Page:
State laws legalizing same-sex marriage led to a significant reduction in suicide attempts among high school students and an even steeper decline among gay, lesbian, and bisexual adolescents, research suggests.
“It’s not easy to be an adolescent, and for adolescents who are just realizing they are sexual minorities, it can be even harder…”
State-level same-sex marriage policies enacted before the Supreme Court acted nationwide in 2015 were associated with more than 134,000 fewer adolescent suicide attempts per year, researchers from Johns Hopkins University say.
The study compared states that passed laws allowing same-sex marriage by January 2015 to states that did not enact state-level legalization.
The findings, available in JAMA Pediatrics, show the effect that social policies can have on behavior, the researchers say.
“These are high school students, so they aren’t getting married any time soon, for the most part,” says study leader Julia Raifman, a postdoctoral fellow in epidemiology at the university’s Bloomberg School of Public Health.
“Still, permitting same-sex marriage reduces structural stigma associated with sexual orientation. There may be something about having equal rights—even if they have no immediate plans to take advantage of them—that makes students feel less stigmatized and more hopeful for the future.”
Suicide is the second most common cause of death among people 15 to 24 in the United States, behind unintentional injury. US suicide rates have been rising; suicide attempts requiring medical attention increased 47 percent among adolescents between 2009 and 2015. Gay, lesbian, and bisexual high school students are at particular risk. In the new study, 29 percent of gay, lesbian, and bisexual high school students reported attempting suicide in the previous year as compared to 6 percent of heterosexual teens.
Raifman and colleagues analyzed data from 32 of the 35 states that enacted same-sex marriage policies between January 1, 2004, and January 1, 2015. The researchers used data from January 1, 1999, to December 31, 2015, to capture trends in suicide attempts five years before the first same-sex marriage policy went into effect in Massachusetts. They were able to compare states that did not enact same-sex marriage laws.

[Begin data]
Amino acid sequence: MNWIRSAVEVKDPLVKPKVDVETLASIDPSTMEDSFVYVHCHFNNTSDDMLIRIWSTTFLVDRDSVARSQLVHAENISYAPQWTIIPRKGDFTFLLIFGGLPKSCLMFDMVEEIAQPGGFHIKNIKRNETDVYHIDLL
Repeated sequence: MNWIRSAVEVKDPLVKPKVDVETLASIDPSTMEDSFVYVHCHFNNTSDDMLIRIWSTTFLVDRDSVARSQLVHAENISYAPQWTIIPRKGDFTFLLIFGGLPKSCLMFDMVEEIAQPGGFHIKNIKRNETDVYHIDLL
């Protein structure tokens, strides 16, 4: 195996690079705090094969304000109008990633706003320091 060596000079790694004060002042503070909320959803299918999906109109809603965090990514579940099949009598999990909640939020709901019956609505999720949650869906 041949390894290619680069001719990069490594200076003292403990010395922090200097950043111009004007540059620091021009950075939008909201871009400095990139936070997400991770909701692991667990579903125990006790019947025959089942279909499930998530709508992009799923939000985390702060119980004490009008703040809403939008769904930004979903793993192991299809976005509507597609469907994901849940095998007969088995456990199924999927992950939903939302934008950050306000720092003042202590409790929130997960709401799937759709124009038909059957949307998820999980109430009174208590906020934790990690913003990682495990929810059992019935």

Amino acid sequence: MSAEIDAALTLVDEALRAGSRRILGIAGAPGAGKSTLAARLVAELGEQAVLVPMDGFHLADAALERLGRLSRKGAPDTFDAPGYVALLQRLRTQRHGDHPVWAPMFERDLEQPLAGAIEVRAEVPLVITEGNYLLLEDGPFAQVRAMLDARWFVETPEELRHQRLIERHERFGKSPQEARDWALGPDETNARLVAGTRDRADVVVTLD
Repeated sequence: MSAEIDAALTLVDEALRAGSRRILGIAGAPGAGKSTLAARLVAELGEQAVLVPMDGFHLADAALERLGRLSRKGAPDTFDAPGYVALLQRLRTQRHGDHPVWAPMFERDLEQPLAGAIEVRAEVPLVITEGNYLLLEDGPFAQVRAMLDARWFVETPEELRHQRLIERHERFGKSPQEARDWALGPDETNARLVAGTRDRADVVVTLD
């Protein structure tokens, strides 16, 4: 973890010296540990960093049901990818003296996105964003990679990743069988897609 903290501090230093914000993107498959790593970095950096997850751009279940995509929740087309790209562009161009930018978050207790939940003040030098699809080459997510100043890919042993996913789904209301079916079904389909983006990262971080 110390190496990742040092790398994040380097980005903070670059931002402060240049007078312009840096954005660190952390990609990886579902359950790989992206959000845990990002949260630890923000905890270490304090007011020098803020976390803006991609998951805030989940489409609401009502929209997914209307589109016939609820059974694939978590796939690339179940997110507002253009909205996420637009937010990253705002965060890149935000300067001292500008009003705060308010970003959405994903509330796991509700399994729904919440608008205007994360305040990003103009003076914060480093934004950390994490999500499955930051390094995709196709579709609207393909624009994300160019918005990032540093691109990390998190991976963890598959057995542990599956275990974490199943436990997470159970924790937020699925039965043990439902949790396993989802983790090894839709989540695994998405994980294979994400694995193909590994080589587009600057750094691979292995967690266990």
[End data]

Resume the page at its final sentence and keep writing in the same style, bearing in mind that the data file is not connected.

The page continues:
State same-sex marriage legalization policies were associated with a 7 percent reduction in suicide attempts among high school students generally. The association was concentrated in sexual minorities, with a 14 percent reduction in suicide attempts among gay, lesbian, and bisexual adolescents. The effects persisted for at least two years. The states that did not implement same-sex marriage saw no reduction in suicide attempts among high school students.
Despite the large reduction in suicide attempts, gay, lesbian, and bisexual high school students still attempt suicide at higher rates than straight peers.
“It’s not easy to be an adolescent, and for adolescents who are just realizing they are sexual minorities, it can be even harder—that’s what the data on disparities affecting gay, lesbian, and bisexual adolescents tell us,” Raifman says.
Gay, lesbian, and bisexual adolescents are also at increased risk of substance abuse, depression, and HIV, she says. Schools and medical providers must understand that students who are sexual minorities are at higher risk and be on high alert, she says.
While Raifman found that legalizing same-sex marriage appears to be positively associated with reducing suicide attempts, policies that take away rights or add to stigma could have the opposite effect.
Support for the work came from the National Institute on Aging, the National Institute of Mental Health, and the Maternal and Child Health Bureau of the Health Resources and Services Administration.
Source: Johns Hopkins University